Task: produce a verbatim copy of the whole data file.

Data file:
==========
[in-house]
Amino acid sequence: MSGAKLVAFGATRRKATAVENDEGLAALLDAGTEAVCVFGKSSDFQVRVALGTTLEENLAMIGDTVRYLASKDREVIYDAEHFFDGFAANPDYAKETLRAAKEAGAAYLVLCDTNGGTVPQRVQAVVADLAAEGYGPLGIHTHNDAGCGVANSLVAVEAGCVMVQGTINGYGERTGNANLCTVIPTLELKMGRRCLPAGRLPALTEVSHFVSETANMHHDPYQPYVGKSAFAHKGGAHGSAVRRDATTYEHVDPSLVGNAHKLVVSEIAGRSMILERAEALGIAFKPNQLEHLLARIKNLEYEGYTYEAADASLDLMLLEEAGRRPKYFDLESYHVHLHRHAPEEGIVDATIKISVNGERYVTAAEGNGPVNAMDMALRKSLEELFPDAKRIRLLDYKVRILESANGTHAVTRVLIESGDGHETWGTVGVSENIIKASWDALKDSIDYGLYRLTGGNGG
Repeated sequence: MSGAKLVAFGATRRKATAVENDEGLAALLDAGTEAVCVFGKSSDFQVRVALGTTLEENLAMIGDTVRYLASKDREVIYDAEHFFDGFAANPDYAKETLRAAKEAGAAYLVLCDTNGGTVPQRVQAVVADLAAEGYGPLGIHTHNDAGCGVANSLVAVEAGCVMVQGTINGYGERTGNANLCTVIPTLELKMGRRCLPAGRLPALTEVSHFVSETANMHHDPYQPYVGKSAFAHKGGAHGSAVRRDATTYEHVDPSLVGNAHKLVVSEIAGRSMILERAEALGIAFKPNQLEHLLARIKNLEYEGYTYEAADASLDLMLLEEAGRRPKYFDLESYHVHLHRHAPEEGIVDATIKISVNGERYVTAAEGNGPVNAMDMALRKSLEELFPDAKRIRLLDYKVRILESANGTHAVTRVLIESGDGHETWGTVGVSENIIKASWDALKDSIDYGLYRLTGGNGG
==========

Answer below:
[in-house]
Amino acid sequence: MSGAKLVAFGATRRKATAVENDEGLAALLDAGTEAVCVFGKSSDFQVRVALGTTLEENLAMIGDTVRYLASKDREVIYDAEHFFDGFAANPDYAKETLRAAKEAGAAYLVLCDTNGGTVPQRVQAVVADLAAEGYGPLGIHTHNDAGCGVANSLVAVEAGCVMVQGTINGYGERTGNANLCTVIPTLELKMGRRCLPAGRLPALTEVSHFVSETANMHHDPYQPYVGKSAFAHKGGAHGSAVRRDATTYEHVDPSLVGNAHKLVVSEIAGRSMILERAEALGIAFKPNQLEHLLARIKNLEYEGYTYEAADASLDLMLLEEAGRRPKYFDLESYHVHLHRHAPEEGIVDATIKISVNGERYVTAAEGNGPVNAMDMALRKSLEELFPDAKRIRLLDYKVRILESANGTHAVTRVLIESGDGHETWGTVGVSENIIKASWDALKDSIDYGLYRLTGGNGG
Repeated sequence: MSGAKLVAFGATRRKATAVENDEGLAALLDAGTEAVCVFGKSSDFQVRVALGTTLEENLAMIGDTVRYLASKDREVIYDAEHFFDGFAANPDYAKETLRAAKEAGAAYLVLCDTNGGTVPQRVQAVVADLAAEGYGPLGIHTHNDAGCGVANSLVAVEAGCVMVQGTINGYGERTGNANLCTVIPTLELKMGRRCLPAGRLPALTEVSHFVSETANMHHDPYQPYVGKSAFAHKGGAHGSAVRRDATTYEHVDPSLVGNAHKLVVSEIAGRSMILERAEALGIAFKPNQLEHLLARIKNLEYEGYTYEAADASLDLMLLEEAGRRPKYFDLESYHVHLHRHAPEEGIVDATIKISVNGERYVTAAEGNGPVNAMDMALRKSLEELFPDAKRIRLLDYKVRILESANGTHAVTRVLIESGDGHETWGTVGVSENIIKASWDALKDSIDYGLYRLTGGNGG